Business Continuity for the New Normal in IT Environments

by Apr 21, 2020CMMA Blog, Cybersecurity, Data Protection, Data Protection and Backup, News, Uncategorized0 comments

With a remote workforce, endpoints will generate a lot of data and more IP will be leaving your premises.  Intellectual Property (IP), Financial Data, and Personnel Data are important data sets to be secured. What do you do? Clearly, it’s an open-ended question, but I want to lean in on this topic in the context of implementing security and protecting your data for continued operations in the midst of a crisis with nearly 100% remote workforce as we adjust to a rapidly evolving new normal for managing IT environments.

Maybe your IT organization is like Quantum’s in that you had a head start and prepared to weather this storm because you had previously established a business strategy that allowed your employees to work remotely as part of your normal business operations. If you did not have a head start, it’s understandable and you are now in a reactive mode. Nobody was ready for such a crisis nonetheless, preparedness is key. To deploy a remote workforce that is cost-effective, secure, reliable, and resilient, it takes time to develop and rollout as you prioritize hardware or software requirements within your infrastructure. Here are a few key insights from our own Quantum IT.

Enterprise Applications in the Cloud

At Quantum, every employee is issued a portable computer – either a Windows-based laptop or a MacBook, depending on the needs of the user. We also employ SaaS solutions like Microsoft 365. This provides us collaboration tools like Microsoft Teams and Exchange Online as well as business productivity tools either online or installed on the laptop. In addition, other of our Enterprise applications are SaaS based, meaning they are accessible from anywhere over the internet. Example:  CRM (SalesForce.com). Leveraging the public cloud in this scenario is a good cost-effective solution that enables a remote workforce effective and efficiently.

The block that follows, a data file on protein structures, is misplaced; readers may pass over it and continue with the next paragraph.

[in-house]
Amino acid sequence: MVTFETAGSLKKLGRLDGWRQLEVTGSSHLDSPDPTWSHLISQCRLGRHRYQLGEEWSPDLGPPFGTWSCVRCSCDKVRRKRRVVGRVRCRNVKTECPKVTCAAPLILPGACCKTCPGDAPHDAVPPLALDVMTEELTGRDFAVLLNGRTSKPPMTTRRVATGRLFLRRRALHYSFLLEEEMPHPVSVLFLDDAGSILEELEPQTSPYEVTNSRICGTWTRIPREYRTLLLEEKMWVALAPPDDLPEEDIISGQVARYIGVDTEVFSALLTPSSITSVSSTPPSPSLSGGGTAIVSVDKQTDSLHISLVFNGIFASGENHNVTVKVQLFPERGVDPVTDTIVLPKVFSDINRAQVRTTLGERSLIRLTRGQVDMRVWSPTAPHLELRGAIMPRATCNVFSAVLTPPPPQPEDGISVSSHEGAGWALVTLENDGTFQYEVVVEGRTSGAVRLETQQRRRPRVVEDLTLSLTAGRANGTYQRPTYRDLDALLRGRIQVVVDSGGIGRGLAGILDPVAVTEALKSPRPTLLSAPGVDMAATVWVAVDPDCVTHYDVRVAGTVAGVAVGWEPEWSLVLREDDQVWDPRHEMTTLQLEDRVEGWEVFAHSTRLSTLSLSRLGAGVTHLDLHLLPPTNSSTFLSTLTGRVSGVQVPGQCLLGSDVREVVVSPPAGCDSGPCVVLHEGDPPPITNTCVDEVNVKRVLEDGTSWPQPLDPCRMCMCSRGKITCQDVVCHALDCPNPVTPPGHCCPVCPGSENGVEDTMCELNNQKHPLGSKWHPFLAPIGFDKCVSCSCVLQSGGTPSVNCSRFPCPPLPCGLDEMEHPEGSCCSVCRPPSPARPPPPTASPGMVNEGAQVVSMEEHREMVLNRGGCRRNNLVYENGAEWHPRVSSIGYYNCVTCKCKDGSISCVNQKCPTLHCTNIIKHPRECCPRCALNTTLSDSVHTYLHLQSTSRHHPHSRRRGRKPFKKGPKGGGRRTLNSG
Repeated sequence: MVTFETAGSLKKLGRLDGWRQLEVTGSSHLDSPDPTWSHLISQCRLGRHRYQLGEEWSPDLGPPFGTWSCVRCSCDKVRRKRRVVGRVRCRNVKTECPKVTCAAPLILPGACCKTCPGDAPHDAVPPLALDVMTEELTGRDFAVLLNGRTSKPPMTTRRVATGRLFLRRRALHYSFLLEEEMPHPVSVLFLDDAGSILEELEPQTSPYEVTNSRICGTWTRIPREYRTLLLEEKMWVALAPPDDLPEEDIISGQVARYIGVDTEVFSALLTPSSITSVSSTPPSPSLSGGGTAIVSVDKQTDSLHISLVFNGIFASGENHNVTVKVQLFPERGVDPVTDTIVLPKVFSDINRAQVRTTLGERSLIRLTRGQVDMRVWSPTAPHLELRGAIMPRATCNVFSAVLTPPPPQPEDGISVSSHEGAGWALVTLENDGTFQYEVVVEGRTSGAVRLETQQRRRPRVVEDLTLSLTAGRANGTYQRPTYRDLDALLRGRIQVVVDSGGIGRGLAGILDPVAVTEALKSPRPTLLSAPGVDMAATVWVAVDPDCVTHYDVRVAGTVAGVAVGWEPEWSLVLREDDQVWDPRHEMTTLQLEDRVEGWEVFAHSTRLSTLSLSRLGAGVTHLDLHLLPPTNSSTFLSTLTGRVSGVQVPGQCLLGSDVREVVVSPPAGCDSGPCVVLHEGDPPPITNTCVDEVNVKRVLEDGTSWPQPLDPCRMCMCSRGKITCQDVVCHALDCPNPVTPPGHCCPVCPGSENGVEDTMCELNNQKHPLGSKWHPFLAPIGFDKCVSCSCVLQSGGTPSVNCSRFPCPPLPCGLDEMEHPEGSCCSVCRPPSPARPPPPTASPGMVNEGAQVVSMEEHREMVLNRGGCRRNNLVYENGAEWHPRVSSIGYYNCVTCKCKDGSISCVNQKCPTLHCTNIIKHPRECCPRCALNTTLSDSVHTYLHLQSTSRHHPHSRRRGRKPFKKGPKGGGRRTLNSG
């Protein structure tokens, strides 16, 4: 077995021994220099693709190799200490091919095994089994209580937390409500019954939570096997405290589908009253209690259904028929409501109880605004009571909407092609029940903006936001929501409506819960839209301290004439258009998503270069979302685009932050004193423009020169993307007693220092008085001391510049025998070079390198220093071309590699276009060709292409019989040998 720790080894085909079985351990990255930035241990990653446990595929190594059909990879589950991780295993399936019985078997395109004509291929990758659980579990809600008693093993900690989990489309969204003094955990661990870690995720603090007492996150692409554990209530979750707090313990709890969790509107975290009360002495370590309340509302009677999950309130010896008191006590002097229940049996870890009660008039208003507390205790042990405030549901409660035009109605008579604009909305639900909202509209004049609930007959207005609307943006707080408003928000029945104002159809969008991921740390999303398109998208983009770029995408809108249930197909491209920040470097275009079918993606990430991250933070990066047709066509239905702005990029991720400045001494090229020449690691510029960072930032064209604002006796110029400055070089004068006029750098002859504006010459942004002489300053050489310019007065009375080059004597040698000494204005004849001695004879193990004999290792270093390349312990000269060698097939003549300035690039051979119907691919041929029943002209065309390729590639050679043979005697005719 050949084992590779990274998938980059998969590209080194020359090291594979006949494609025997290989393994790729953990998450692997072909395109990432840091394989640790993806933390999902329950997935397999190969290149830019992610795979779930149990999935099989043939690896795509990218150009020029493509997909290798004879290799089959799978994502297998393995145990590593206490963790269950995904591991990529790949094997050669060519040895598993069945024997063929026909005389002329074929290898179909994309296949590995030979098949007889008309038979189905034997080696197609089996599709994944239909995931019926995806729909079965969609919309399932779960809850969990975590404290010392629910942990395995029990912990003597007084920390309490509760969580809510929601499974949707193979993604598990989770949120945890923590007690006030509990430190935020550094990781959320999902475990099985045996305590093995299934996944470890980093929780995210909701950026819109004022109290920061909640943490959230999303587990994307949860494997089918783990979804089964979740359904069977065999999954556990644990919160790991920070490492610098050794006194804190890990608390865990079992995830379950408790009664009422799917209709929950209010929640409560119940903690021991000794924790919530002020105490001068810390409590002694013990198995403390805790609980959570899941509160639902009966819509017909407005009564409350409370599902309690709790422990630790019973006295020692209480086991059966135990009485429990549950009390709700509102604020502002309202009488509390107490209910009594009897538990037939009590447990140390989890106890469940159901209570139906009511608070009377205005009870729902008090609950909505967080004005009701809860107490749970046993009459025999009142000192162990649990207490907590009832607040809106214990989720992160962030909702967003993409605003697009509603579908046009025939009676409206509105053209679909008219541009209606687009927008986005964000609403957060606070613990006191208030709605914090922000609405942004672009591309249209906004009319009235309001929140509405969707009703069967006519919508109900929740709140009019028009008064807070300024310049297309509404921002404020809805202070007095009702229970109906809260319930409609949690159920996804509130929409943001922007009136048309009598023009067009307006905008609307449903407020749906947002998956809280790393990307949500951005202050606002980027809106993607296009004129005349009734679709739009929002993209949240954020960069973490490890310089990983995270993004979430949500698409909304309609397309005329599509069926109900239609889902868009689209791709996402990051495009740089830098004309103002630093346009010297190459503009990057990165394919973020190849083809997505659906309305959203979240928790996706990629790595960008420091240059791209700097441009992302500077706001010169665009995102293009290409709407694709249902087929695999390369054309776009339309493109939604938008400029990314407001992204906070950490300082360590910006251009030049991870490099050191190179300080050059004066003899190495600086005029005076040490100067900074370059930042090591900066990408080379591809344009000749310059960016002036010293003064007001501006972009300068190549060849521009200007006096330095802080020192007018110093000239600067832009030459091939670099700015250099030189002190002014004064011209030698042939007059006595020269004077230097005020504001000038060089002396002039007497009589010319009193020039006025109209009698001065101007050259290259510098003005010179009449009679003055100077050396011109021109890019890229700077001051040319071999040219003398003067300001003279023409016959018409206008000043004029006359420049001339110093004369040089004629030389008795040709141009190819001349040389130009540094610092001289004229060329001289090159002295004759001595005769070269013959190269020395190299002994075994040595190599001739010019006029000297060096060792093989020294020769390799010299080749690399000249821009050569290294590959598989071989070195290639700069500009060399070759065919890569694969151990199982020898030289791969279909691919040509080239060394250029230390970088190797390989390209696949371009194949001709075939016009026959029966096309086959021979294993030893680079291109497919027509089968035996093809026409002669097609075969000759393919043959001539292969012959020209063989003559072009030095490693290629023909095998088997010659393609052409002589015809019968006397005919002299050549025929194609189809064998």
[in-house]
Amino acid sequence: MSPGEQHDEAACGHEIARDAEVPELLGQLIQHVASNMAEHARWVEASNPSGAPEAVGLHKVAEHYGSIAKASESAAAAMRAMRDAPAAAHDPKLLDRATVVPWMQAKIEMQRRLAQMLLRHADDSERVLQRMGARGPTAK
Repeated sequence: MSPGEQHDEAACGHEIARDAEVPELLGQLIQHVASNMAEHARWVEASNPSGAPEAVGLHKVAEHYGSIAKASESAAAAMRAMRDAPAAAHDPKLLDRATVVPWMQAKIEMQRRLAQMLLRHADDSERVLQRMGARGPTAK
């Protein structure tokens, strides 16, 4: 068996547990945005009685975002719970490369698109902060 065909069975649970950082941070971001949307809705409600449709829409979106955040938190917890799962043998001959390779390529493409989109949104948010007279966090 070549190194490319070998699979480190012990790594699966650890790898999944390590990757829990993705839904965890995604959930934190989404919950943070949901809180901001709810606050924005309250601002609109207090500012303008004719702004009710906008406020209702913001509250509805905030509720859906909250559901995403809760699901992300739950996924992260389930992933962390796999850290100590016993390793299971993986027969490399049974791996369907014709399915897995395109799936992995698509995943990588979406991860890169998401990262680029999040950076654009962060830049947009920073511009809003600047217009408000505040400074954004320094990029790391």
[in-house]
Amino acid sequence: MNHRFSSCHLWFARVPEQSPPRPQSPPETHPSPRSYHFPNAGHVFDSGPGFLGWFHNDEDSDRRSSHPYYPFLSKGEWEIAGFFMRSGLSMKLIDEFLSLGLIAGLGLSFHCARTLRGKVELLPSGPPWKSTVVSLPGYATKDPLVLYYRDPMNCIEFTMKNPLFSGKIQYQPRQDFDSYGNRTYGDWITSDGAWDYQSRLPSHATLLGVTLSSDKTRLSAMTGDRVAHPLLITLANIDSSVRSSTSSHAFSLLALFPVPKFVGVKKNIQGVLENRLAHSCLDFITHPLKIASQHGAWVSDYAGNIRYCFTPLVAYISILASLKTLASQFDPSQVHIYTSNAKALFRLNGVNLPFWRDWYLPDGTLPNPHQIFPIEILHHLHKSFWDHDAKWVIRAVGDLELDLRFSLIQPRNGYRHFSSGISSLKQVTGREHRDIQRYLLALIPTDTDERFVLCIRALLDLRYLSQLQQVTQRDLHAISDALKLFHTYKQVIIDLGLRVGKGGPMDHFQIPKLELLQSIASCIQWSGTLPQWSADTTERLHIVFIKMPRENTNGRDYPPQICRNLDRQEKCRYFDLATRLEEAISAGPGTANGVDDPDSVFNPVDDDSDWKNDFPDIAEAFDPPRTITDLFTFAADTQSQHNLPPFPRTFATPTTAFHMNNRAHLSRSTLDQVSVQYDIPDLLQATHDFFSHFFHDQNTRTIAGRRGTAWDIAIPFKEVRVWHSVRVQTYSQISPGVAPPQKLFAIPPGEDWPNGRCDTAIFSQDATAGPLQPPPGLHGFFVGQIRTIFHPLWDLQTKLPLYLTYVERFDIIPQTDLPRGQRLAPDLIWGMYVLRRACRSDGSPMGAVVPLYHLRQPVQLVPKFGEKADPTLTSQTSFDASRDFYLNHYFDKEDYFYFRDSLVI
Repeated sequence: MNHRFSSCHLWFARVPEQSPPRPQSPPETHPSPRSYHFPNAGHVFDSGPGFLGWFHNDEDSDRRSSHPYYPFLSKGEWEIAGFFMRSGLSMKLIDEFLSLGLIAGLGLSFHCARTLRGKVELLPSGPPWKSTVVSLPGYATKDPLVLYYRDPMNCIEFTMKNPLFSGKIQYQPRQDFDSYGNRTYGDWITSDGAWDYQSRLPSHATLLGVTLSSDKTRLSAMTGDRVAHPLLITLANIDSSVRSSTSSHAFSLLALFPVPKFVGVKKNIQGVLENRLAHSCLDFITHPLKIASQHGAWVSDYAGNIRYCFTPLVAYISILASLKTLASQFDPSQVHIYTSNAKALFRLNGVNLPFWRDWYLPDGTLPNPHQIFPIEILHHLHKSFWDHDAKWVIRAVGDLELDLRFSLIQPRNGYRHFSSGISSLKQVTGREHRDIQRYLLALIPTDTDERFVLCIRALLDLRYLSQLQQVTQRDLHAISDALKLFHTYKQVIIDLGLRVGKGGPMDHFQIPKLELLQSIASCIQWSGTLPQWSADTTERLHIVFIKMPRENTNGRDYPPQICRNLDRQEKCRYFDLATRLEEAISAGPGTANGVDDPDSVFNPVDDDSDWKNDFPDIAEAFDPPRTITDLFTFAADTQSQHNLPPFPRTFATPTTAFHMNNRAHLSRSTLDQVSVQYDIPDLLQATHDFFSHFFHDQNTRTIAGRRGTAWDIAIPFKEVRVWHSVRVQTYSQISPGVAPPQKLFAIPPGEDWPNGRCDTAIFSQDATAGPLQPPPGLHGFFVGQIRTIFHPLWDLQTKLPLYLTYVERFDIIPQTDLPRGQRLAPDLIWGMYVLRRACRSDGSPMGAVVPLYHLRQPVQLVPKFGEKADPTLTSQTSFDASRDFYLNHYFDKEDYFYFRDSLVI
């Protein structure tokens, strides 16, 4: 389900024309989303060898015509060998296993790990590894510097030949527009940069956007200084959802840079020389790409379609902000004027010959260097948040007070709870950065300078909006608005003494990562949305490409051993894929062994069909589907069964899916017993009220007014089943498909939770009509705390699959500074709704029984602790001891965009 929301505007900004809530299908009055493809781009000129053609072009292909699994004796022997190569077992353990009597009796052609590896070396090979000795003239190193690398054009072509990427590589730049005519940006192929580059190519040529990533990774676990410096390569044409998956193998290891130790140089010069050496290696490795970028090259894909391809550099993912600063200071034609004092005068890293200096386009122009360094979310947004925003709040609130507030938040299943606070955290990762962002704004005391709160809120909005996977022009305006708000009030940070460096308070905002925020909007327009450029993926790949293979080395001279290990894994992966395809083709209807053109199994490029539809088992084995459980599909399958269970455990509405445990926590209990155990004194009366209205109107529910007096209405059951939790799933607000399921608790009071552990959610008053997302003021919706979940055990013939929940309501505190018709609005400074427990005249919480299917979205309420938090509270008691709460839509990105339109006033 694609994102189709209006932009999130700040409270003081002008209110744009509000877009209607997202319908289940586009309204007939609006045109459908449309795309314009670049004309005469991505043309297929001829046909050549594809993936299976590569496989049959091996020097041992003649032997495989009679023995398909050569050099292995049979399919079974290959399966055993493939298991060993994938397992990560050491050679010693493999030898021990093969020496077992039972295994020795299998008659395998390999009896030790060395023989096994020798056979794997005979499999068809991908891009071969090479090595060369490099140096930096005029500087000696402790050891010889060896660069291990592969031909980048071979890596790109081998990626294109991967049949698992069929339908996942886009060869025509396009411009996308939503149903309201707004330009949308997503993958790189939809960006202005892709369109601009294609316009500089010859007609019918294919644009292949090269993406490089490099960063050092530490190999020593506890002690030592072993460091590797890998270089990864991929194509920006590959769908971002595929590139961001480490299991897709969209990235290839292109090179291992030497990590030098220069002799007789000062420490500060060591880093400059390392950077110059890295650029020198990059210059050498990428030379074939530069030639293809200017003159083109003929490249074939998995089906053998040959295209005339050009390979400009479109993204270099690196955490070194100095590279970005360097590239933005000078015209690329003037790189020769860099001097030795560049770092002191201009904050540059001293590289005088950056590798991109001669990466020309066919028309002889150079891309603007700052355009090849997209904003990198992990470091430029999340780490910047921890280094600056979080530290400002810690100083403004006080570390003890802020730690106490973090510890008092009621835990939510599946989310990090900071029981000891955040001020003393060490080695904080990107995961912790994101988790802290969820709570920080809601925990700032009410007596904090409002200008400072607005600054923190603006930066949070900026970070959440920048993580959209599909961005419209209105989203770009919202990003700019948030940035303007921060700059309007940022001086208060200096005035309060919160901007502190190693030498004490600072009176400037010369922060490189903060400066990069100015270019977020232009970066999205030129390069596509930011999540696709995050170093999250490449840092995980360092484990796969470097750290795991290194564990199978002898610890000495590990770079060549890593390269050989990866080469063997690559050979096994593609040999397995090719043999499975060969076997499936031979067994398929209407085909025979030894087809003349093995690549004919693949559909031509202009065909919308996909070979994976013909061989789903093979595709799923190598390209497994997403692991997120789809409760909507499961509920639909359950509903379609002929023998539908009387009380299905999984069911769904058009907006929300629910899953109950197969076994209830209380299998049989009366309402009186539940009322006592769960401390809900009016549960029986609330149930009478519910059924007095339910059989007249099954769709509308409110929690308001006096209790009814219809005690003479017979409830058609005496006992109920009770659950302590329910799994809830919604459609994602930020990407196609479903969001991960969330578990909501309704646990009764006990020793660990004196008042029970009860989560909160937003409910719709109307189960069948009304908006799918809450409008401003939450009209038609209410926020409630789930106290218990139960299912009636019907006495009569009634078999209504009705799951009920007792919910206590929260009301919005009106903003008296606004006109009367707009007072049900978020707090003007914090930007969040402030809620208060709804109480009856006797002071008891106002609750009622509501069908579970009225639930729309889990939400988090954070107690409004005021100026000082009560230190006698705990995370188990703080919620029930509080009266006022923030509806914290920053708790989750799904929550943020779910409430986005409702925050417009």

Protection – Encryption

You’ve heard the saying: “Safety First.” In the digital era the profile of this statement has never been more important than today. It begins with a secured foundation at the server level (normally at the core). If your foundation is weak the rest of your endpoints will probably resemble the same weak structure. Do not take the shortcut, when possible leverage solutions such as:

Data encryption at rest and in transit. In transit, web data should always be sent via https. Also look at the various encryption models: Client-side, Server-side with service-managed keys, Server-side with Customer-managed keys. Also consider using a Key Vault to securely store keys.

Client-side encryption

Client-side encryption is performed outside of Azure. It includes:

  • Data encrypted by an application that is running in the customer’s datacenter or by a service application.
  • Data that is already encrypted when it is received by Azure.

With client-side encryption, cloud service providers do not have access to the encryption keys and cannot decrypt this data. You maintain complete control of the keys.

Server-Side Encryption

The three server-side encryption models offer different key management characteristics, which you can choose according to your requirements:

  • Service-managed keys: Provides a combination of control and convenience with low overhead.
  • Customer-managed keys: Gives you control over the keys, including Bring Your Own Keys (BYOK) support, or allows you to generate new ones.
  • Service-managed keys in customer-controlled hardware: Enables you to manage keys in your proprietary repository, outside of Microsoft control. This characteristic is called Host Your Own Key (HYOK). However, configuration is complex, and most Azure services do not support this model.